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Over the past 25 years, five presidents, and the members of Congress, have participated in the great Social Security scam. All Social Security contributions made by working Americans, except the amount which was needed to pay current retirement benefits, has been funneled into the general fund and used for non-Social Security purposes. Some like to say that the government just “borrowed” the money during the time period when it was not needed to pay benefits.
Pensions require discipline in saving for retirement if you want to maintain your standard of living. Any government pension program should only provide enough to maintain a basic living standard. Pensions are not and should not be the backstop for those who choose to blow all their earnings during their working lives and not having enough in retirement to maintain that standard of living.
As powerful as the U.S is it too is living on borrowed time. While there are many wealthy Americans and I’m not referring to only those in the entertainment business or who work on Wall Street, their national debt is more than twenty times that of Canada’s. Indeed, this is all a very haunting reminder of the Argentinian financial collapse that led to, among other things, the looting of the public pension purse to fund marauder bankers looking for compensation.
The elephant in the room for the United States is their national debt and for the present everybody is pretending as though everything is flush and their trillion dollar deficit just bumps in the road.
Fact: When these welfare schemes like medicare and pensions where introcuded, people lived to about 67 and old people made up 1/7 of the population.
Fact: People now live to almost 80, and as soon as the baby boomers retire, old people will make up 1/3 of the population.
According to Dissident Voice, In December, the Obama deficit-reduction commission will make recommendations for budget cuts that will then be voted on, with an up or down vote, by the lame-duck Congress. Already, there is much speculation that Social Security will be one of the big targets. The rationale for cutting Social Security seems to be that, during such difficult economic times, everything should be a candidate for the chopping block, and that the public should support such cuts out of a sense of patriotism.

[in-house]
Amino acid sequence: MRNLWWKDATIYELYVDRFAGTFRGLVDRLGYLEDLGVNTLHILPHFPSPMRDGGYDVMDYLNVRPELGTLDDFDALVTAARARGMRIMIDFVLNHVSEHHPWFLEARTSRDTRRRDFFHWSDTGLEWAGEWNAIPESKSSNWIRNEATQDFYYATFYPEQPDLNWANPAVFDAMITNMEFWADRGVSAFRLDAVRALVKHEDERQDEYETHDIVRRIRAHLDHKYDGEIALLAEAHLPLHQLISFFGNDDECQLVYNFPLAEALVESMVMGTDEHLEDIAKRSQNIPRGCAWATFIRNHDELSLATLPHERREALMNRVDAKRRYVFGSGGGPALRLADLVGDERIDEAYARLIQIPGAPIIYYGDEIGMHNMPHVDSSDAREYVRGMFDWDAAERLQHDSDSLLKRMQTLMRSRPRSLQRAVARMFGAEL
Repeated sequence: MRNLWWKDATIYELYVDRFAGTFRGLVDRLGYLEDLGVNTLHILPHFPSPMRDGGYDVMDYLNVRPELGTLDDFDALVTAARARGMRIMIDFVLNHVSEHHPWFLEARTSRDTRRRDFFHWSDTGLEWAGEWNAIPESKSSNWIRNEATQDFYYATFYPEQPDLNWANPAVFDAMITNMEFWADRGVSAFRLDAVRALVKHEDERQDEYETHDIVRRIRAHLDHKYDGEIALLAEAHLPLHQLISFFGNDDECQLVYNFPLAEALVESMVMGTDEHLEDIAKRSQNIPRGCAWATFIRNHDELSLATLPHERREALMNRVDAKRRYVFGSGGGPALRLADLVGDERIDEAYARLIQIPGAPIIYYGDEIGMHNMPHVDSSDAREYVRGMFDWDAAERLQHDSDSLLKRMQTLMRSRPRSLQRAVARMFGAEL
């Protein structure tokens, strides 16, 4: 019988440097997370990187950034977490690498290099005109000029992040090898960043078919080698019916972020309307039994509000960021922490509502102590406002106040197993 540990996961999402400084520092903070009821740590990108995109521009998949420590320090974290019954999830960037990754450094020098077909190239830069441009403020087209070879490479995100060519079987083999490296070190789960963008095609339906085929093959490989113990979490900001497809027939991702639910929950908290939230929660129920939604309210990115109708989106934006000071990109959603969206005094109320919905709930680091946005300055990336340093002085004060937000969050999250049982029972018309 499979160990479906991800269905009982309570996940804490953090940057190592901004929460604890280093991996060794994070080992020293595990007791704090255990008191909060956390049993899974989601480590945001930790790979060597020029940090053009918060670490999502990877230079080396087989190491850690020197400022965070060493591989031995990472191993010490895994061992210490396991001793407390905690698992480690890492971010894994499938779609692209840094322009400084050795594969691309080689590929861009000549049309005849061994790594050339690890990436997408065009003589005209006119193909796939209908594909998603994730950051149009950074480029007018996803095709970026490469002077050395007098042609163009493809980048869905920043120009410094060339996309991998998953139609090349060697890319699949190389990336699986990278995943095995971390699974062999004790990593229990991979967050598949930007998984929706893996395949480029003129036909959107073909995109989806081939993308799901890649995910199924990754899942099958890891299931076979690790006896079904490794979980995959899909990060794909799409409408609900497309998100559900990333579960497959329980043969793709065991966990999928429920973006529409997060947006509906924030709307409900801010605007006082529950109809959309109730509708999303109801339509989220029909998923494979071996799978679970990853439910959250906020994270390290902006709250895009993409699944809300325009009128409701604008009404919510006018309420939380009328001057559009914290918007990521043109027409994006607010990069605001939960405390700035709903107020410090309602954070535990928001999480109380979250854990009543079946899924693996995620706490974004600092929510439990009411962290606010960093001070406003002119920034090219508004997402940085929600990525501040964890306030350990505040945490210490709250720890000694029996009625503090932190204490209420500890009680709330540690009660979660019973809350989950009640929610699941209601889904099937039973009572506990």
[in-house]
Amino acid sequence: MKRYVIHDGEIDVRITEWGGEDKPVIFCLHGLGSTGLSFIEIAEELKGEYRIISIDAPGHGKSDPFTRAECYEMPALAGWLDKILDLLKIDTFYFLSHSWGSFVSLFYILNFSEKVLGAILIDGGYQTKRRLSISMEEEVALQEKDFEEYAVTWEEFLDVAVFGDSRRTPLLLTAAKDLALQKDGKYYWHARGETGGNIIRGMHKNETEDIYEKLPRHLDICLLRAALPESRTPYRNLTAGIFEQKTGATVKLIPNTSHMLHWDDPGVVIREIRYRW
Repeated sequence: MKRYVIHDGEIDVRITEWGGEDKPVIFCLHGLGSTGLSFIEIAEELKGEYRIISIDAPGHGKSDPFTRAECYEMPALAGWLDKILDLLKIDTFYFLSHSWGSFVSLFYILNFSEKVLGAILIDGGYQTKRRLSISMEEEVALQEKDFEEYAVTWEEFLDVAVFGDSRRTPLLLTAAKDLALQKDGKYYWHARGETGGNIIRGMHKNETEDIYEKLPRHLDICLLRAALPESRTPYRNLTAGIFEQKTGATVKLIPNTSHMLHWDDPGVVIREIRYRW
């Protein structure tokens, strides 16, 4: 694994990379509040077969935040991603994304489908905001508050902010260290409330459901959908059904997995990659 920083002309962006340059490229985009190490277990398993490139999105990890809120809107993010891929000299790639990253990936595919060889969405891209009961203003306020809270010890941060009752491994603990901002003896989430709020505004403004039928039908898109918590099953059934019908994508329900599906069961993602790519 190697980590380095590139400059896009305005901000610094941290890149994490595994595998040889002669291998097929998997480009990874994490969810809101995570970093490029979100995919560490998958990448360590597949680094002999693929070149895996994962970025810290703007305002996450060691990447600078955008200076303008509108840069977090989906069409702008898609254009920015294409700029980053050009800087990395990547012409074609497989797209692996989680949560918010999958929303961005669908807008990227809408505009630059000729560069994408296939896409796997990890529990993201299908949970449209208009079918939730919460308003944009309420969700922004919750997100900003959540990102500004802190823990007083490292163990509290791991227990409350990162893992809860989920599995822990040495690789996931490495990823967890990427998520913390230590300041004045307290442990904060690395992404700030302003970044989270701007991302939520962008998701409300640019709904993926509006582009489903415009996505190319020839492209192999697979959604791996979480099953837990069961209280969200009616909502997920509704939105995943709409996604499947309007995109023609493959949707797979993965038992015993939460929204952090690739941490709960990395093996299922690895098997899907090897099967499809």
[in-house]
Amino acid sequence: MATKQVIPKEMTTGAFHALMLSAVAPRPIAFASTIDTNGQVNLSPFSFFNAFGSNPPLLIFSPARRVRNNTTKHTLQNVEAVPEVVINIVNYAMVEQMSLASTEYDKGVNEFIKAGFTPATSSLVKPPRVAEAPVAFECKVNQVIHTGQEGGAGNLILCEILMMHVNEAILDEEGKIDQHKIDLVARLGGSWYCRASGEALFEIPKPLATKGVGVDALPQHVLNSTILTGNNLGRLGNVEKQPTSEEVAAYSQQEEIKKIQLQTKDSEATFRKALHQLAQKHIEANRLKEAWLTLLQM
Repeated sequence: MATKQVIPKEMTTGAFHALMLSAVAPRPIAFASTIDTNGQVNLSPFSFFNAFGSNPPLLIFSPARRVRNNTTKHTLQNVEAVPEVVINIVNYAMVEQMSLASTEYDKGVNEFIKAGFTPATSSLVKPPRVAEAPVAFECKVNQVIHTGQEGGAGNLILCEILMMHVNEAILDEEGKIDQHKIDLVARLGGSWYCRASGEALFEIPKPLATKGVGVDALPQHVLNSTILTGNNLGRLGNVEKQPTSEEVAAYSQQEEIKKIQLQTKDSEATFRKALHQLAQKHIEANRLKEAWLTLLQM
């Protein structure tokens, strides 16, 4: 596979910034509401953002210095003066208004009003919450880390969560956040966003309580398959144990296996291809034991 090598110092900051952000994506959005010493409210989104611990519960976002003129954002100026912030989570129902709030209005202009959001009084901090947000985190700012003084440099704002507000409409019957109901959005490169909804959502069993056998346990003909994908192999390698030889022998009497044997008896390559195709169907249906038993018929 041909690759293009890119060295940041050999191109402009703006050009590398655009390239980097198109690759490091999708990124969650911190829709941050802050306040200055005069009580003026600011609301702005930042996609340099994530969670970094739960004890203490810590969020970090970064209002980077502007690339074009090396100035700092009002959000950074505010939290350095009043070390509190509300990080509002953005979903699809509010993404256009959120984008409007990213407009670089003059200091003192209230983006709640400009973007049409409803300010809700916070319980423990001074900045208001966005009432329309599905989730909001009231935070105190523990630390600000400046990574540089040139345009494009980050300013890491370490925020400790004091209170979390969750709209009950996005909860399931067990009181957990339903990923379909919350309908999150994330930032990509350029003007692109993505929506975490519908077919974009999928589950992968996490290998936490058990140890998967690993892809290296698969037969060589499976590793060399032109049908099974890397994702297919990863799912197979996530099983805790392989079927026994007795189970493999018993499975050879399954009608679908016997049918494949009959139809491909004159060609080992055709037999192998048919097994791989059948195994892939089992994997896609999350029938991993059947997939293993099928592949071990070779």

Think it can’t happen to the US or anywhere else?
Argentina has already vowed to push through similar measures in the name of rescuing the wider financial system. Last month, the government of the South American country signed a bill to mandate the National Social Security Administration takeover of $30 billion worth of private pensions.
The move sent stock markets plummeting with critics accusing the government of stealing the pensions to get their hands on extra money at a time of economic crisis, as citizens protested across the country. Source: infowars
The flaw in this argument is that Social Security has not contributed a dime to the budget deficits or the soaring national debt. Social Security is funded exclusively by payroll taxes (also known as FICA taxes), paid into the fund by working Americans. In 1983, the payroll tax was increased substantially in response to the recommendations, the previous year, of the Greenspan Commission on Social Security Reform.
Prior to 1983, Social Security had operated on a “pay-as-you-go” basis with each generation responsible for paying for the benefits of the generation that preceded them. The 1983 legislation changed the nature of Social Security funding. In addition to paying for the benefits of the preceding generation, as was customary, the baby boomers were also required to pay additional taxes to partially pre-fund their own retirement. The net result is that the baby boomers have paid more into Social Security than any other generation. Yet they are often made scapegoats and blamed for the Social Security funding problem. I am not a baby boomer, but I am very sympathetic to them. They are getting a bum rap.
Canadian situation no better
Liberal MP Ruby Dhalla’s insane plan to allow immigrants the ability to gain a full pension on the backs of Canadian taxpayers after just three years of residency is nothing short of spitting in the faces of those Canadians, many of whom have worked for decades and contributed to the government pension plans as well as their own private plans, is unlikely to make it through the House. The Conservatives won’t support the plan and neither will the Bloc Quebecois. It is unlikely that many of her fellow Liberal MPs will support such lunacy.
The move from defined benefit to defined contribution plans is one of the reasons we are seeing inadequate pensions. Central Banks have over the last 25 years deliberatly maintained a low interest rate policy. Pension Plans have had to get involved in riskier ventures to fund their plans. We saw how this latest financial crisis saw their assets decline precipitously. We are just begining to see a return to year 2000 levels. You can no longer rely on the company you worked for to make up shortfalls. Company insolvency can be hazardous for the best of plans.
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